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In this article I will show you how to quickly and easily add a script to your child theme functions.php file which will block access to the WP Admin bar and backend for anyone with the Subscriber role.

 

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WordPress Content Management System Icon

Recently had a client with a WordPress website in need of injecting a JavaScript tracking code into the Header. This would allow the injected JavaScript tracking code to appear within the header <head> of every page on their website. Newer WordPress themes usually provide an option to inject code into the either the header, body or footer areas but the client had a custom WordPress theme with no such feature or ability.

In this article I will show you how to quickly and easily add a script, JavaScript or any other custom code into the Header area of your WordPress website with or without a WordPress plugin.

 

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In this article I showcase a few simple code snippets to completely disable the WordPress commenting system.

 

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WordPress Content Management System Icon

In this article I provide a simple function snippet to remove the titles Protected: and Private: from private or password protected pages in WordPress.

 

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WordPress Content Management System Icon

Recently had a client with a WordPress website in need of injecting a JavaScript tracking code into the Footer. This would allow the injected JavaScript tracking code to appear towards the end of every page on their website. Newer WordPress themes usually provide an option to inject code into the either the header, body or footer areas but the client had a custom WordPress theme with no such feature or ability.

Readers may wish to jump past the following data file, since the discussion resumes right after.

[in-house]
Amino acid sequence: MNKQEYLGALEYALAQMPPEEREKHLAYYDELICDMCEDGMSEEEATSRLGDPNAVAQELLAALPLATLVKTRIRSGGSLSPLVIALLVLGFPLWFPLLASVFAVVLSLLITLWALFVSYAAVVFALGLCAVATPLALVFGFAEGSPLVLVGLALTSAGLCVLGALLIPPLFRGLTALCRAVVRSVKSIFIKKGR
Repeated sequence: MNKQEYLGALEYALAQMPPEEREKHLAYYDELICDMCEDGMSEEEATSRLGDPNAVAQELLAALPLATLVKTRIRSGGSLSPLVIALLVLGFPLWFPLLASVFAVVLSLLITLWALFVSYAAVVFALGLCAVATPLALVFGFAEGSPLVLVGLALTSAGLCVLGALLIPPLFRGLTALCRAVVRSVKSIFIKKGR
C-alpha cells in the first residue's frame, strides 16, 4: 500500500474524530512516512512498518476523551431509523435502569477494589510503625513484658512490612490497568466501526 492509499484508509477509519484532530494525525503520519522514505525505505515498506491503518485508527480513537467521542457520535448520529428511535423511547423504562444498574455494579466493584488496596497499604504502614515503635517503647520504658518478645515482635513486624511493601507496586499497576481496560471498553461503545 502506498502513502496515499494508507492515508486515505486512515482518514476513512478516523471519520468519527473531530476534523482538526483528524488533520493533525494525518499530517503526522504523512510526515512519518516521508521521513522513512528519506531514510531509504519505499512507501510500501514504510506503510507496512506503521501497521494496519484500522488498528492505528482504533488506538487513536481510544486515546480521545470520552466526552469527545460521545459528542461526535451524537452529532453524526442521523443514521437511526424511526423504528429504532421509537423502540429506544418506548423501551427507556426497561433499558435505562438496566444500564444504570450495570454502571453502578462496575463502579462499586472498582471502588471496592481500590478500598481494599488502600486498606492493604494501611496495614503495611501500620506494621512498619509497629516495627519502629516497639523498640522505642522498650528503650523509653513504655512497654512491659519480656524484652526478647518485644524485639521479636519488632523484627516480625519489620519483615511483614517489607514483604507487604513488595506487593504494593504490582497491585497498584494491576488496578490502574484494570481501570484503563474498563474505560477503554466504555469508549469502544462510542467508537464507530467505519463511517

In this article I will show you how to quickly and easily add a script, JavaScript or any other custom code into the Footer area of your WordPress website with or without a WordPress plugin.

 

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Recently had a client with a WordPress website in need of injecting a JavaScript tracking code into the beginning part of the Body. This would allow the injected JavaScript tracking code to appear just after the <body> tag of every page on their website. Newer WordPress themes usually provide an option to inject code into the either the header, body or footer areas but the client had a custom WordPress theme with no such feature or ability.

In this article I will show you how to quickly and easily add a script, JavaScript or any other custom code into the Body area of your WordPress website with or without a WordPress plugin.

 

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CSS Ready Classes for Gravity Forms Plugin

CSS Ready Classes for Gravity Forms WordPress Plugin

 

[ See the officially released version of this plugin on WordPress.org ]

 

Gravity Forms comes with a few built-in CSS classes, called CSS Ready Classes, for you to choose from when building your forms. However, unless you have memorized them you will have to look them up.

We’ve updated Brad’s (6+ year old) Gravity Forms CSS Ready Class Selector WordPress plugin which works as a handy CSS Ready Class reference tool. When editing your forms, selecting the old ellipsis image from the Custom CSS Class label within the Appearance tab, this plugin would generate a convenient popup containing all the latest available CSS Ready Classes. But as we mentioned, its over 6 years old and needed to be updated. It was missing a few CSS Ready Classes and had an invalid link to the Gravity Forms CSS Ready documentation. Plus, wouldn’t it be handy to know which fields the intended class would work with? Then we discovered Mike’s forked version and enhancements which further streamlined the code and removed the unnecessary accordions. We didn’t know that we didn’t want the accordions until they were gone.